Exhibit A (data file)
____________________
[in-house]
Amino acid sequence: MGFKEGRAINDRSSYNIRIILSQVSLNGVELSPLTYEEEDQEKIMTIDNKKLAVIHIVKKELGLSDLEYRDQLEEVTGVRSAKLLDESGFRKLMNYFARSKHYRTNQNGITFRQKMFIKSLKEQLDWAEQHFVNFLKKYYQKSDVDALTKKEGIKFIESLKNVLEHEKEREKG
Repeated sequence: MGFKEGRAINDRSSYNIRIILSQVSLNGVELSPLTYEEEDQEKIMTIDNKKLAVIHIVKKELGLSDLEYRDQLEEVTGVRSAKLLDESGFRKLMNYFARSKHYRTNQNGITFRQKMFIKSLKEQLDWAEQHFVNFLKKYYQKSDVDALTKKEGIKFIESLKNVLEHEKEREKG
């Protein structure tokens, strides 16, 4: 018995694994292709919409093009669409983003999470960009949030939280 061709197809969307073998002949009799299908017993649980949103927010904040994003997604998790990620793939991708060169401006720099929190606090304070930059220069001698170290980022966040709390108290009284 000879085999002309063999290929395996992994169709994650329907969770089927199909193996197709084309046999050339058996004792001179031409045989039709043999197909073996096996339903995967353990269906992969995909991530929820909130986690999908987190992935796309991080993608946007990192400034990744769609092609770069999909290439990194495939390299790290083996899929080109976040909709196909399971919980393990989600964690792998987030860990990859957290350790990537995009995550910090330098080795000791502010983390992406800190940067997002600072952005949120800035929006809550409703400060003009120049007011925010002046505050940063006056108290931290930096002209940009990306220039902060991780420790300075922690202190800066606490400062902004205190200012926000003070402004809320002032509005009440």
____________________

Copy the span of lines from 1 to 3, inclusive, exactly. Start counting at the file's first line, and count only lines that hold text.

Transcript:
[in-house]
Amino acid sequence: MGFKEGRAINDRSSYNIRIILSQVSLNGVELSPLTYEEEDQEKIMTIDNKKLAVIHIVKKELGLSDLEYRDQLEEVTGVRSAKLLDESGFRKLMNYFARSKHYRTNQNGITFRQKMFIKSLKEQLDWAEQHFVNFLKKYYQKSDVDALTKKEGIKFIESLKNVLEHEKEREKG
Repeated sequence: MGFKEGRAINDRSSYNIRIILSQVSLNGVELSPLTYEEEDQEKIMTIDNKKLAVIHIVKKELGLSDLEYRDQLEEVTGVRSAKLLDESGFRKLMNYFARSKHYRTNQNGITFRQKMFIKSLKEQLDWAEQHFVNFLKKYYQKSDVDALTKKEGIKFIESLKNVLEHEKEREKG